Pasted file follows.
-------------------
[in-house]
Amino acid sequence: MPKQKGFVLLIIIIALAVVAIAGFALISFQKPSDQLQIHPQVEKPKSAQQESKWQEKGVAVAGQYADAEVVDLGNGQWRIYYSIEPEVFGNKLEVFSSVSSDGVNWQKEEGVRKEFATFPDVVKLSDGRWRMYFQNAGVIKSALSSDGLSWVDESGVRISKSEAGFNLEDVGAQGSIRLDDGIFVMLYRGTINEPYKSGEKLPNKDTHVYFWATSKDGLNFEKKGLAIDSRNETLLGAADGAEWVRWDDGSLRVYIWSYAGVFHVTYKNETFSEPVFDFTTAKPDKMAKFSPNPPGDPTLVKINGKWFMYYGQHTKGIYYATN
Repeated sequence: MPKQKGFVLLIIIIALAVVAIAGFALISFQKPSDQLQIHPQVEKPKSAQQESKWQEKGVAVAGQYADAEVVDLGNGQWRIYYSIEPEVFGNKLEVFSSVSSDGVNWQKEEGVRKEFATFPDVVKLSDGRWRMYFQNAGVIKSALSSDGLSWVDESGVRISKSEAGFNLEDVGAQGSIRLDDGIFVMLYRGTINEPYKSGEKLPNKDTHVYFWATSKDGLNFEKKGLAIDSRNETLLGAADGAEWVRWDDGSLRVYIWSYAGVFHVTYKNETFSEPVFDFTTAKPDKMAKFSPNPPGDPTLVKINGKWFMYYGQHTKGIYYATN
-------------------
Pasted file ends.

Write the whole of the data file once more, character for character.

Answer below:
[in-house]
Amino acid sequence: MPKQKGFVLLIIIIALAVVAIAGFALISFQKPSDQLQIHPQVEKPKSAQQESKWQEKGVAVAGQYADAEVVDLGNGQWRIYYSIEPEVFGNKLEVFSSVSSDGVNWQKEEGVRKEFATFPDVVKLSDGRWRMYFQNAGVIKSALSSDGLSWVDESGVRISKSEAGFNLEDVGAQGSIRLDDGIFVMLYRGTINEPYKSGEKLPNKDTHVYFWATSKDGLNFEKKGLAIDSRNETLLGAADGAEWVRWDDGSLRVYIWSYAGVFHVTYKNETFSEPVFDFTTAKPDKMAKFSPNPPGDPTLVKINGKWFMYYGQHTKGIYYATN
Repeated sequence: MPKQKGFVLLIIIIALAVVAIAGFALISFQKPSDQLQIHPQVEKPKSAQQESKWQEKGVAVAGQYADAEVVDLGNGQWRIYYSIEPEVFGNKLEVFSSVSSDGVNWQKEEGVRKEFATFPDVVKLSDGRWRMYFQNAGVIKSALSSDGLSWVDESGVRISKSEAGFNLEDVGAQGSIRLDDGIFVMLYRGTINEPYKSGEKLPNKDTHVYFWATSKDGLNFEKKGLAIDSRNETLLGAADGAEWVRWDDGSLRVYIWSYAGVFHVTYKNETFSEPVFDFTTAKPDKMAKFSPNPPGDPTLVKINGKWFMYYGQHTKGIYYATN